- Chronic systematic inflammation has been suggested to be associated with the occurrence and development of cardiovascular events. Low-grade systematic inflammation persists in type 2 diabetes mellitu...
Chronic systematic inflammation has been suggested to be associated with the occurrence and development of cardiovascular events. Low-grade systematic inflammation persists in type 2 diabetes mellitus (T2DM) patients. In addition, the risk of cerebral hemorrhage in these patients is increased compared with non-diabetic patients. Neutrophil-to-lymphocyte ratio (NLR) is the ratio derived by dividing the neutrophil count with the lymphocyte count from a peripheral blood sample. This study aimed to explore the relation between NLR and cerebral hemorrhage, and to prove that NLR is an independent risk factor of cerebral hemorrhage in T2DM patients.
- A Test in Context: Hemoglobin A1c and Cardiovascular Disease. [Review]
- JACCJ Am Coll Cardiol 2016 Dec 6; 68(22):2479-2486
- Measurement of glycated hemoglobin (HbA1c), the most widely accepted indicator of long-term glycemic exposure, is central for the diagnosis and management of diabetes mellitus. Levels of HbA1c track ...
Measurement of glycated hemoglobin (HbA1c), the most widely accepted indicator of long-term glycemic exposure, is central for the diagnosis and management of diabetes mellitus. Levels of HbA1c track epidemiologically with diabetic complications, and glycemic control, as reflected by HbA1c reduction, results in decreased risk of microvascular complications, including diabetic kidney disease, neuropathy, and retinopathy. The relationship between HbA1c reduction and cardiovascular disease prevention in patients with diabetes is more complex, with data from large randomized trials published over the past decade providing clear evidence that lowering of HbA1c per se is an inadequate marker for a therapeutic regimen's impact on cardiovascular outcomes and patient survival. Recent revisions in professional society guidelines moved away from uniform recommendations and toward a more nuanced, patient-centered approach to HbA1c therapeutic targets. The context and key evidence underpinning these recent changes are discussed in this paper, alongside a brief overview of HbA1c contemporary assays and their limitations.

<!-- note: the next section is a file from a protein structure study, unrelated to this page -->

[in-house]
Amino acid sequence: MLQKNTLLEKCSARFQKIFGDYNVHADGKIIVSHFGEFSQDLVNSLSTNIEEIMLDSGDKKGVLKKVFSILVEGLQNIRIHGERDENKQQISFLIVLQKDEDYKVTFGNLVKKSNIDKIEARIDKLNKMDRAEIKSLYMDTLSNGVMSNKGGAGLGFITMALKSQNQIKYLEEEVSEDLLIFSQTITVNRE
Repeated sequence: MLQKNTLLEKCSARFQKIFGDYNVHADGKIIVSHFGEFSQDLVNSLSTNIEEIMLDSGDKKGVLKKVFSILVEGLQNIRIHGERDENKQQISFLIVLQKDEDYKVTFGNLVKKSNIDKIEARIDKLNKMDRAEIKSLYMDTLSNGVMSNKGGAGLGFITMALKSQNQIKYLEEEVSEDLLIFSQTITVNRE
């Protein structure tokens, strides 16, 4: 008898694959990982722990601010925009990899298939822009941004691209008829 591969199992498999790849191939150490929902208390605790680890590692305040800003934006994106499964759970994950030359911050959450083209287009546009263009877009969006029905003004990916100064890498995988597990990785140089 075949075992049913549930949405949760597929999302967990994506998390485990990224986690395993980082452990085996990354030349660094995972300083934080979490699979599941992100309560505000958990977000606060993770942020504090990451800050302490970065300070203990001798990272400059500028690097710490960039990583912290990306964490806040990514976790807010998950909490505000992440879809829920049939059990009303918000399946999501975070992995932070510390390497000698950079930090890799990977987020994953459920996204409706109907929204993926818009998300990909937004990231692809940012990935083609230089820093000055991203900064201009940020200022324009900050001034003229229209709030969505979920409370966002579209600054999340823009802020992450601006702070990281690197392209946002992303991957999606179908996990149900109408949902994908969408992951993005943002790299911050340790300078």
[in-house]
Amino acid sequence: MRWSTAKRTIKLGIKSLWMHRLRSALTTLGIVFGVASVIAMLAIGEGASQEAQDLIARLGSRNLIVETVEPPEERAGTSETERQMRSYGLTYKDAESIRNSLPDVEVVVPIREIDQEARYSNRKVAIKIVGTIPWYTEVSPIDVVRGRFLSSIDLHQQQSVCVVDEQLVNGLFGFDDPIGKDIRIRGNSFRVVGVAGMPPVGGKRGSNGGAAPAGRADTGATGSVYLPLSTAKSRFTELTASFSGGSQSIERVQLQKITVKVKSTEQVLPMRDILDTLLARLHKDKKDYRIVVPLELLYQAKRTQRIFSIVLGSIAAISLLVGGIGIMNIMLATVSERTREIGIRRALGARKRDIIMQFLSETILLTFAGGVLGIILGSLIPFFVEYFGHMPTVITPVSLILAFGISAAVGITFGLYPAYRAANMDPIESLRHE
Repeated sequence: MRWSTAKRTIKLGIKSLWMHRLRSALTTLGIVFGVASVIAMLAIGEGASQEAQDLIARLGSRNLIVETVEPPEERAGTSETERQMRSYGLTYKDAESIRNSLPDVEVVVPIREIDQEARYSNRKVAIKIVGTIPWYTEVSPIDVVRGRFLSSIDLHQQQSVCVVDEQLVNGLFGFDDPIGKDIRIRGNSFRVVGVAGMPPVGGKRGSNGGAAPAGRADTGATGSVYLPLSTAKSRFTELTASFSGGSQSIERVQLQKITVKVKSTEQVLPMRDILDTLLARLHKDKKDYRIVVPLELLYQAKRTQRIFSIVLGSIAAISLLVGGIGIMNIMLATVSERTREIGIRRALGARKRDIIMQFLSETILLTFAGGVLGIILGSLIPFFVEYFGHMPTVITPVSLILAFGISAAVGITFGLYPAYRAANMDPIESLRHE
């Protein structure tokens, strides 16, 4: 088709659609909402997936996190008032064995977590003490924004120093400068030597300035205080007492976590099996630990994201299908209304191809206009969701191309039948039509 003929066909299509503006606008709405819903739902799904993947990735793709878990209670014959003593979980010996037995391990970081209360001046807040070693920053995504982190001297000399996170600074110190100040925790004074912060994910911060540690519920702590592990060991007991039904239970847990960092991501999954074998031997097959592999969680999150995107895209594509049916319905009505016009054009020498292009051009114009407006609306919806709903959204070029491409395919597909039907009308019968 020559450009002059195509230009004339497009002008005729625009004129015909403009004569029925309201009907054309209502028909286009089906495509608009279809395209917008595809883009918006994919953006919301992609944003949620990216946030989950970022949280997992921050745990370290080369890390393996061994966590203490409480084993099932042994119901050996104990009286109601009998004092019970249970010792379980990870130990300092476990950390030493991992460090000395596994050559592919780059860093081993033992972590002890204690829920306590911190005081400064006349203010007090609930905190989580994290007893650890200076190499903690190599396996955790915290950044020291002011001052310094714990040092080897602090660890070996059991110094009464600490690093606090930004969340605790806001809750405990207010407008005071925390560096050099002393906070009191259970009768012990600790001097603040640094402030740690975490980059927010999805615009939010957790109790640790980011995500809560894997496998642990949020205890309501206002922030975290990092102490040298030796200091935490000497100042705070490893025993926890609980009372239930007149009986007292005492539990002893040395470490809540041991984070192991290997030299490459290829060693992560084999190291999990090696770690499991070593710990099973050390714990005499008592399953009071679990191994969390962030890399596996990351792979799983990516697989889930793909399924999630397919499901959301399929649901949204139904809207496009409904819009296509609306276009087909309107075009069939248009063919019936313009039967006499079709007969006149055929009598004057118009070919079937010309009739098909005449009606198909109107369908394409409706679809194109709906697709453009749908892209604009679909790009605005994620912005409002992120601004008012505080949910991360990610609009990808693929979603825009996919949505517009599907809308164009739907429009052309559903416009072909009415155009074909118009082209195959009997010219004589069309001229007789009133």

- Serum substance P concentrations to predict oocyte maturation index and clinical pregnancy. [Journal Article]
- GEGynecol Endocrinol 2016 Dec 2; :1-5
- CONCLUSIONS: SP concentrations at the day of oocyte pick up may be used to predict clinical pregnancy and may be an indirect indicator for cycle outcome in assisted reproductive technology (ART).